Gregg Araki is a polarizing filmmaker. He’s guaranteed to alienate at least slightly conservative tastes even before we begin to make sense of the plot. On the one hand, Kaboom is a frivolous comedy highlighted by the warm glow of a brightly colored visual palette. The enthusiastic, youthful cast engenders a playful mood that attracts interest. But anyone familiar with the director by way of his 2004 dramatic high point Mysterious Skin, will undoubtedly be disappointed in this wandering meditation on the sexual exploits of this group of college students. Their adventures are mixed with some nonsense concerning how an undergrad’s destiny holds planet Earth in the balance. Yes, you heard that right. It’s an end of the world story.
Of course most of the film is an excuse to show promiscuous students in a pansexual world of carnal escapades. I’m trying to write about this in the most urbane manner possible but it’s rather difficult. Thomas Dekker is our main protagonist Smith. The teens have a chilly indifference to their surroundings, none more so than his best friend Stella portrayed with sassy, nothing-fazes-me attitude, by Haley Bennett. Her presence gives the story some much needed direction. Her odd relationship with a witch gives focus to the directionless plot. She’s very amusing and a nice comic foil to 18 year old Smith, who is preoccupied by his all consuming lascivious desire and little else in this world.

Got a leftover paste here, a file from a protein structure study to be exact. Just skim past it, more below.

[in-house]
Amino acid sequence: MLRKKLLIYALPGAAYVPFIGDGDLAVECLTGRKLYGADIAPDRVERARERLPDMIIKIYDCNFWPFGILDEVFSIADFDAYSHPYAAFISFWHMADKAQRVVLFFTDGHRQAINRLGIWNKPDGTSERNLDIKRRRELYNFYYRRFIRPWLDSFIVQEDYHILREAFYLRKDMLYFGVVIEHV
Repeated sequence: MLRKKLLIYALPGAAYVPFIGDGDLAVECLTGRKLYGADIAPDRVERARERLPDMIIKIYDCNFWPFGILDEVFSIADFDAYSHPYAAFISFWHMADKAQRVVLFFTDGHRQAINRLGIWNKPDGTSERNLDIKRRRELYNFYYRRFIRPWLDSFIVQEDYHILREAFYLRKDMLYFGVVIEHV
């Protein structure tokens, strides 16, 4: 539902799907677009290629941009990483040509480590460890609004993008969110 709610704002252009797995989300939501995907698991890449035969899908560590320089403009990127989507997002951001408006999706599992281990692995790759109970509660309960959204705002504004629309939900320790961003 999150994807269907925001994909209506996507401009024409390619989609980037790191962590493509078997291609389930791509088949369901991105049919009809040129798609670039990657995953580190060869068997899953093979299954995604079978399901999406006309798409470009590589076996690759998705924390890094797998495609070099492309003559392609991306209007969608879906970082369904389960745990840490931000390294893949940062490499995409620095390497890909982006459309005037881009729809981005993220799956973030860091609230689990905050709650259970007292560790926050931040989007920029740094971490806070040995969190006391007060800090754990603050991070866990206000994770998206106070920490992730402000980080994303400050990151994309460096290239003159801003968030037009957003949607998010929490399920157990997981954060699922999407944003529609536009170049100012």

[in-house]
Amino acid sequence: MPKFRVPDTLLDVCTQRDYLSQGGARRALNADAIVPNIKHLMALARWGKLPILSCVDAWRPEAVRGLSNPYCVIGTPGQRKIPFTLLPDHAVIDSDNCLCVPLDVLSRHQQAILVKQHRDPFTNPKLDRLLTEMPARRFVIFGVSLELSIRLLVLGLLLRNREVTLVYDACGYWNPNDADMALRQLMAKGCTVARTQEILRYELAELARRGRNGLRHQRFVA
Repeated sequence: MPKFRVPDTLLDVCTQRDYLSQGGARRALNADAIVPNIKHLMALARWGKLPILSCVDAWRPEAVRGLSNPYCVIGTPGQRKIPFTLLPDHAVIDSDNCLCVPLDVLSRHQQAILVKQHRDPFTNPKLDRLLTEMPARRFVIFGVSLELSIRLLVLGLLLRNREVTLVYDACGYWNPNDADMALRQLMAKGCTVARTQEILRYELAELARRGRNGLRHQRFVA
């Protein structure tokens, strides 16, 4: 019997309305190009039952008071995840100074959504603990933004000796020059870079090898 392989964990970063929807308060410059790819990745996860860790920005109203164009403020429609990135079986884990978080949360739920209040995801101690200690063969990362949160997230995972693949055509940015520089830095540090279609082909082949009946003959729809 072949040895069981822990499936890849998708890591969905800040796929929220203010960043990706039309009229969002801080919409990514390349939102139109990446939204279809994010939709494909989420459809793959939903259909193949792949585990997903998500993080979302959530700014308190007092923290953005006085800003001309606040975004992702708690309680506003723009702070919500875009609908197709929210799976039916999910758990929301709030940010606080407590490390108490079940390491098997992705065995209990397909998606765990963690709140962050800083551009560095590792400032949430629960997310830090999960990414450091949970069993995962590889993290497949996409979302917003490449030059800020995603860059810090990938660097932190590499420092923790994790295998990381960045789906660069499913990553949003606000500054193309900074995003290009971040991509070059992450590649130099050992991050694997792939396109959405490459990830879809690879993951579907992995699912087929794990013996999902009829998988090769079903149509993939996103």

The narrative does have some mental quests thrown in. Smith witnesses the apparent murder of a red headed woman by men in animal masks after a late night party. In a drug addled haze, he’s not quite sure if he didn’t just hallucinate the whole thing at first. But then he discovers a disc drive in his pocket left by the unknown victim that points to a mysterious online cult. Here’s where the tale starts to get interesting. Unfortunately director Gregg Araki is more interested in the sexual experimentation of teens and the story collapses under the weight of wanton pursuits. These interludes appear kamikaze style throughout and they’re neither sensual nor funny.
Kaboom is a schizophrenic melding of two different films. It presents a mildly entertaining, bizarro apocalyptic fable that is buried under a lot of drek. What a shame that everything is ultimately explained in a hastily executed wrap up in the last 10 minutes. The explosive streams of vernacular coming from the mouths of the entire cast is a recklessly spoken explosion of words meant to clarify what we‘ve been watching. It renders the whole account as arbitrary and meaningless. I couldn’t possibly do justice to the ridiculous conclusion. Perhaps the producers were running out of money and Araki had to quickly end this mess. I know you pretty much get what you deserve when you choose to watch a Gregg Araki flick, but good heavens, Kaboom is really out there, even for him.